Sunday, August 09, 2009

Close Ridings

The other day, I listed all the "razor thin" ridings, wherein Liberals finished within 5% for the 2008 election, amounting to 18 seats. Here are all the ridings where the Liberals finished 5-10%, amounting to 17 seats:

Alfred-Pellan 5187 votes 9.8% Bloc

Laval 4895 votes 9.7% Bloc

Outremont 2303 votes 6.4% NDP

Pontiac 3617 votes 8.4% Con

Saint-Lambert 3962 9.1% Bloc


Brant 4789 votes 8.9% Con

Haldimand-Norfolk 4080 8.4% Con

Kenora 1967 votes 8.5% Con

Oakville 5583 votes 10% Con

Ottawa-Orleans 3702 votes 6.1% Con

Ottawa West-Nepean 4948 votes 8.9% Con

Thornhill 5212 votes 9.6% Con

Thunder Bay-Rainy River 2884 votes 8% NDP

Thunder Bay-Superior North 3091 votes 8.7% NDP

Trinity Spadina 3475 votes 5.8% NDP

British Columbia:

Vancouver Kingsway 2799 votes 6.2% NDP


447 votes 5.6% Con

Obviously, highly questionable methodology, but if you combine both sets of "swing" seats, you have the following totals:

Conservatives 123
Liberals 112
Bloc 41
NDP 30

When you look at some of the names that hold certain ridings, it's hard to see the Liberals winning all of these, which makes the numbers even more daunting. To balance that, there are a few Con ridings vulnerable, particularly to the Bloc, which would narrow the theoretical gap.

Really, the only value in pouring through the numbers is that it demonstrates how far back the Liberals have to come to win the next election. Right now, the current polling shows about a 12% national swing from 2008 between the two principle parties, the regionals slightly better math for the Liberals. But, a 66 seat gap represents a massive hurdle, especially when you factor in the intangible of incumbency. On the plus side, polling only a couple months ago showed the Liberals well placed to win what is necessary, so that latent support exists, scenarios available.


CuriosityCat said...

But still you ignore the obvious: a coalition would gain 142 seats (assuming they only won the seats you indicate and not more because of the non-opposition agreement during the election), and so would become the next government.

Harper united the right and now reigns.

Will Ignatieff show the statesmanship needed to unite the left, so that a progressive left government might take power?

Steve V said...

Maybe some of us aren't OBSESSED with tired arguments, that we need to rehash for what, eight months now?? And, you're coalition scenario here still doesn't get you a majority, so you're back to the "separatists". As for Harper uniting the right, does that mean we will have one alternative party, because if you're actually going to use that analogy, that's the implication?

CuriosityCat said...

A formal coalition representing the largest number of seats in Parliament would be asked by the Governor General to form the government.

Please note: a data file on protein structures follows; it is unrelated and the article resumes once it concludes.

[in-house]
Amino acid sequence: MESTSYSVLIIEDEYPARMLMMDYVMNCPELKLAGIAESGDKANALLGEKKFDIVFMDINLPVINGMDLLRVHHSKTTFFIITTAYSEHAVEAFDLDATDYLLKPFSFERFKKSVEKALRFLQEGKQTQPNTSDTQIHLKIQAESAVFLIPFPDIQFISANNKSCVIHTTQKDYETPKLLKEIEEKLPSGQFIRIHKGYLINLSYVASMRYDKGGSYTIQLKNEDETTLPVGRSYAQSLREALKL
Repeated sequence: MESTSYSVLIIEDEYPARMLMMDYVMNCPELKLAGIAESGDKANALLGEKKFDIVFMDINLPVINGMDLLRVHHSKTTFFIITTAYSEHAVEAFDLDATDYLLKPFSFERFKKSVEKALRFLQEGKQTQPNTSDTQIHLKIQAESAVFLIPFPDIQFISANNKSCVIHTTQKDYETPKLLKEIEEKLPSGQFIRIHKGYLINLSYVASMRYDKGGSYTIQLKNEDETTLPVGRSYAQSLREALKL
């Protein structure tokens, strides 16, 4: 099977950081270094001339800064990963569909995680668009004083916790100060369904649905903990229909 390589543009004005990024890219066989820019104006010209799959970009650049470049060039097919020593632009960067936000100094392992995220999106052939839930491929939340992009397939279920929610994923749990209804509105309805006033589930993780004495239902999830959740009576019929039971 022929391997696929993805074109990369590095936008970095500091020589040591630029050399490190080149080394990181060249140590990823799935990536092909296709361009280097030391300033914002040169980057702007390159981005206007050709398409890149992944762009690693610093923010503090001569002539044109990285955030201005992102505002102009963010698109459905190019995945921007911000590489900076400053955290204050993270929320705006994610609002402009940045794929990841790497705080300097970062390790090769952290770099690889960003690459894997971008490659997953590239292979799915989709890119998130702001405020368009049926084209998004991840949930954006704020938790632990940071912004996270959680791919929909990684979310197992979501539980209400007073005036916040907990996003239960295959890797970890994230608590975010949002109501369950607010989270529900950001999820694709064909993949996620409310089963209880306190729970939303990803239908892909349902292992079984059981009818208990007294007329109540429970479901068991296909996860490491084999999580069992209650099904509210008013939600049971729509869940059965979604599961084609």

The Bloc would then have to consider whether to support the Coalition in the first confidence motion.

If it did, the Coalition could govern as a minority government, without any formal agreement with the Bloc (unlike the formal 18 month agreement which the Liberal Party entered into with the Bloc).

If the Bloc voted against the Coalition, the GG would turn to the Tories to attempt to form a government which had the confidence of the House.

And, Steve V, reality cannot be brushed aside by using terms such as "tired arguments".

The reality is that the Liberals are stuck in territory which means the Tories will gain more seats and become the minority government after the next election. And this is because the Tories face 3 fragmented parties on the centre-left.

Deal with that problem, or remain an ineffectual protest party.

RuralSandi said...

This damn coalition thing....a vast majority of Canadians don't want it, period.

Would Layton, with his huge ego, step aside? I don't think so.

The left would have to merge prior to an election - that won't happen.

There is no guarantee that the GG would go along with it.

Steve V said...

"The reality is that the Liberals are stuck in territory which means the Tories will gain more seats and become the minority government after the next election."

And, that's called losing an election in Canada. You act like this is some new revelation. We need to win the most seats in parliament, or at least be able to present a majority with the NDP. Those are the only two options, anything else is simply wishful thinking, that ain't happening. Deal with it :)

Anonymous said...

So you came back from the BBQ to blog this :)

Yes, we are looking at a two election strategy. This shows how much time and effort was wasted on renewal during the Dion leadership. We should be doing this in 2007, not in 2009!!!

Like the Cat, I am looking for ways in which the Grits can overcome the two election strategy. Or maybe we just let Harper pull the plug on his own. Do you think the Grits can win less than 77 seats with Ignatieff, even if he runs a lacklustre campaign the next time?

Steve V said...

Before the BBQ :)